The Felixstowe coach rolled along in the sun, bound for the sea and ozone with many others who, like us, had their bus pass.
In a shelter at the bottom of Bent Hill we enjoyed a lunch of sandwiches and a flask of tea. Then it was a walk to Jacob’s Ladder and back, then through the town and on to Gregg’s for coffee mid-afternoon.
Over coffee I had a look at a book I’d bought, a hardcover with wrapper and decent type by an acolyte of Andy Warhol’s. Looked like a red-hot read. A book you wouldn’t want to put down, not one that’s just adequate. I didn’t get any Kerouac or Ginsberg. The bookcase full of beatnik material that they had before in the Treasure Chest had disappeared.
I did however locate a Rod McKuen poetry book with dust wrapper, In Someone’s Shadow.
Earlier, I’d been reading a biography of Ken Russell with the lunch, a book I brought with me. These controversial works, like the Warhol and this one, being full of crazy mouthing off although they’re still scholarly, have their appeal. The Warhol for example being full of sleaze, gossip and the rest of it, the inside story.
For me, being a fiction writer, the world is my mountain oyster and I can run any character down as much as I like. So long as it’s real to the tale, that is.
This vamp saga I’ve started with ‘Easy Blood’, the exploits of Eric Vauclare, Grant Appleton and others, including Suggie Southgate, the shaven-headed git on the trail of those two bloodsuckers, well, I don’t know where it’s going, but it goes. Must get onto the follow-up.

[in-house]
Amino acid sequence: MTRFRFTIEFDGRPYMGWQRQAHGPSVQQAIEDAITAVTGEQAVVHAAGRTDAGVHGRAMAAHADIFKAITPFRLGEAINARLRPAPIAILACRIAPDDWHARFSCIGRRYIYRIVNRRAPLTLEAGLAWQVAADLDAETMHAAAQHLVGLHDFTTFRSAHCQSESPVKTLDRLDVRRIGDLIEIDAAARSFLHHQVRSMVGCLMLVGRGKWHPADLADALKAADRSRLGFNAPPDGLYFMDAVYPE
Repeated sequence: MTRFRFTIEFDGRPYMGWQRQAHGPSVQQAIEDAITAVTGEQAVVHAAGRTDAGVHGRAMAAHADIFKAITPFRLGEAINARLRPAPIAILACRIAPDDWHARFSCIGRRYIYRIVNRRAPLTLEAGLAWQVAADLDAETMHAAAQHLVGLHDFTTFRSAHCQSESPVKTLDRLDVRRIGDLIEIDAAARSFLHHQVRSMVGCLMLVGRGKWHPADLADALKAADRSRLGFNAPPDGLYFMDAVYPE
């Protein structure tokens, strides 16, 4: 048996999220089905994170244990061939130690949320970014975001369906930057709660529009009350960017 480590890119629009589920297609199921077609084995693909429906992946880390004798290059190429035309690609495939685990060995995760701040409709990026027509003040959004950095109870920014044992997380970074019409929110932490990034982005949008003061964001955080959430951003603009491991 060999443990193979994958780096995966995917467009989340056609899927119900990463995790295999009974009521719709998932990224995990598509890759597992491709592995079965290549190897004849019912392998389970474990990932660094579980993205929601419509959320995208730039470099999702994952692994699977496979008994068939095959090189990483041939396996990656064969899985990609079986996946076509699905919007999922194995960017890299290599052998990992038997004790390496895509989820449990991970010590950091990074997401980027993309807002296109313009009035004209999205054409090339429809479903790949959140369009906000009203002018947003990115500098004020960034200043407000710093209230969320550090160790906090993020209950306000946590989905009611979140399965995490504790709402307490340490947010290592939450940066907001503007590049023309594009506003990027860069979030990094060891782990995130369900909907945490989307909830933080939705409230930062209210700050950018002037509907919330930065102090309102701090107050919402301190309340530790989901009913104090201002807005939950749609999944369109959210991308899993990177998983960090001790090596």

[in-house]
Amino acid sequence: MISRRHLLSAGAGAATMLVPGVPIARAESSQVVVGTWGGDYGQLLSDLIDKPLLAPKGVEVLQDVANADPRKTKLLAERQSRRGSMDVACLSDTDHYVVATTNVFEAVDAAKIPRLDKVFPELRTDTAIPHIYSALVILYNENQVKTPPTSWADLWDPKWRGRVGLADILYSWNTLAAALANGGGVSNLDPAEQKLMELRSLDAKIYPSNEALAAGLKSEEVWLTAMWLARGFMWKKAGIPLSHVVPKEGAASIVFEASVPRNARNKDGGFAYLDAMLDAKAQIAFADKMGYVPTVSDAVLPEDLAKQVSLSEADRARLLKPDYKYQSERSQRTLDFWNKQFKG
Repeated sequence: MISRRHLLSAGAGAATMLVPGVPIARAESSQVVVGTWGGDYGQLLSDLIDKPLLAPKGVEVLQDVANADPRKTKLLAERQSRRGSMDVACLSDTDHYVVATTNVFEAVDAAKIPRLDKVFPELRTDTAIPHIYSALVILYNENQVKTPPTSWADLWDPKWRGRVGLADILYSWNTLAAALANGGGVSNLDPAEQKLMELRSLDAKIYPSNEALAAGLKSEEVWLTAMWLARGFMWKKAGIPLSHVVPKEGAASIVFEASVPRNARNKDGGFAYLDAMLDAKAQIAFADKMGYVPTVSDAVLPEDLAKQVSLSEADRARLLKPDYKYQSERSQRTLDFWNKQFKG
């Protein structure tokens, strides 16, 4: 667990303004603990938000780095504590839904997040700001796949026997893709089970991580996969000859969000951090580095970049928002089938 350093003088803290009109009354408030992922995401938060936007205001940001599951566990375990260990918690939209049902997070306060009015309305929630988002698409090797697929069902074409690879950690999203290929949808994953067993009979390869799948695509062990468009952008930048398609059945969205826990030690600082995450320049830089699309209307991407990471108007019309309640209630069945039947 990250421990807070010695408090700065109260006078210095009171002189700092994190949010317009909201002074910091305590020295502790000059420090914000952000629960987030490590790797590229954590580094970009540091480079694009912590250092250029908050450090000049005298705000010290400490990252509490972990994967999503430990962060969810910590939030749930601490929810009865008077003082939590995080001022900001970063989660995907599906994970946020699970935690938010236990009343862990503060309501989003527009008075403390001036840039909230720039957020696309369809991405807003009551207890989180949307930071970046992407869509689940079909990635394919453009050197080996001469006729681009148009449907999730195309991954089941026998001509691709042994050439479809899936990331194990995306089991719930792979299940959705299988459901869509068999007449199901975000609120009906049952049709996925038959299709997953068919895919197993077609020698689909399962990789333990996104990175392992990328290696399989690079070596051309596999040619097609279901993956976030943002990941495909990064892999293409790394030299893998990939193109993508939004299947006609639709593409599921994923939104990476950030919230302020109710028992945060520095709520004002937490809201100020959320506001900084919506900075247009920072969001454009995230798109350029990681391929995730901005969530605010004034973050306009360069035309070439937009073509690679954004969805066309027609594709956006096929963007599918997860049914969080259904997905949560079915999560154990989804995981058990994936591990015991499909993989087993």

The ozone-pouring sea gives you a high, but we kept our heads together, staying in the shady side of the shelter.
Not far from the Treasure Chest an older man stumbled and went down alongside the curb and just lay there in the street. He just reclined there on his back, looking around him, admirably cool, I thought. I went over and asked if he was OK and if he wanted an arm up.
‘Tell the wife to stay over there, I’m all right,’ he said, getting up on his elbow. Cars were swishing by. He wasn’t panicking, he’d just let himself roll into the fall like a ballet dancer. Staying put until he was good and ready to get up.
‘You don’t feel as if you’ve broken any bones? You got any pain?’
‘No, no, I’ll get up in a minute.’
His wife stood over the other side of the road with a walking frame, and a lady beside me went to tell her to stay put and not go under a car.
With legs braced I spread my feet, grabbed him under the armpit and gave my shoulder for a prop and he got up. Then I saw that he had a walker too, like his wife. I rolled it to him.
I started thinking, what about if that vampire, Eric Vauclare, was living in a Care Home, being about 400 years old, concealing his easy grace with a walking frame and hiding his eternal middle-aged man appearance under a silver wig. Yeah?
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A stand-alone short story about Vauclare, the anti-hero of Easy Blood, has been put online at the fabulous Back Road Café. Check it out here.
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